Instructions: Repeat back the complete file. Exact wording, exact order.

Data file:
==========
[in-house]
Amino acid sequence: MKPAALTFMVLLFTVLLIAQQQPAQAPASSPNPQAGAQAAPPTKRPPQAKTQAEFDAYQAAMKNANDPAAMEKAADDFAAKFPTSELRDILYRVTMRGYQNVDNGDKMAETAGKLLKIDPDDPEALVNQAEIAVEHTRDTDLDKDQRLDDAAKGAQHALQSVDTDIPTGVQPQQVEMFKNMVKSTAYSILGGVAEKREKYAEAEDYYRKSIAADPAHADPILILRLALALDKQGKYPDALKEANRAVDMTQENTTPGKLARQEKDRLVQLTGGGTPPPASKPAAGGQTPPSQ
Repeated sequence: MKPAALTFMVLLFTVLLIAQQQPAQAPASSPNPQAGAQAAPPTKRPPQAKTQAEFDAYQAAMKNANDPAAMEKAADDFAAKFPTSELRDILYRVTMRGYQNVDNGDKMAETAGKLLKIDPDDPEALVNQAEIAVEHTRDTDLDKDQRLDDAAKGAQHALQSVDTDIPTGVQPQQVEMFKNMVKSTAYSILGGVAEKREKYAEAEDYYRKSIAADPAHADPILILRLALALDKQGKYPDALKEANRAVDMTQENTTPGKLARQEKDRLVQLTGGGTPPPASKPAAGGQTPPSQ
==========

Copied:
[in-house]
Amino acid sequence: MKPAALTFMVLLFTVLLIAQQQPAQAPASSPNPQAGAQAAPPTKRPPQAKTQAEFDAYQAAMKNANDPAAMEKAADDFAAKFPTSELRDILYRVTMRGYQNVDNGDKMAETAGKLLKIDPDDPEALVNQAEIAVEHTRDTDLDKDQRLDDAAKGAQHALQSVDTDIPTGVQPQQVEMFKNMVKSTAYSILGGVAEKREKYAEAEDYYRKSIAADPAHADPILILRLALALDKQGKYPDALKEANRAVDMTQENTTPGKLARQEKDRLVQLTGGGTPPPASKPAAGGQTPPSQ
Repeated sequence: MKPAALTFMVLLFTVLLIAQQQPAQAPASSPNPQAGAQAAPPTKRPPQAKTQAEFDAYQAAMKNANDPAAMEKAADDFAAKFPTSELRDILYRVTMRGYQNVDNGDKMAETAGKLLKIDPDDPEALVNQAEIAVEHTRDTDLDKDQRLDDAAKGAQHALQSVDTDIPTGVQPQQVEMFKNMVKSTAYSILGGVAEKREKYAEAEDYYRKSIAADPAHADPILILRLALALDKQGKYPDALKEANRAVDMTQENTTPGKLARQEKDRLVQLTGGGTPPPASKPAAGGQTPPSQ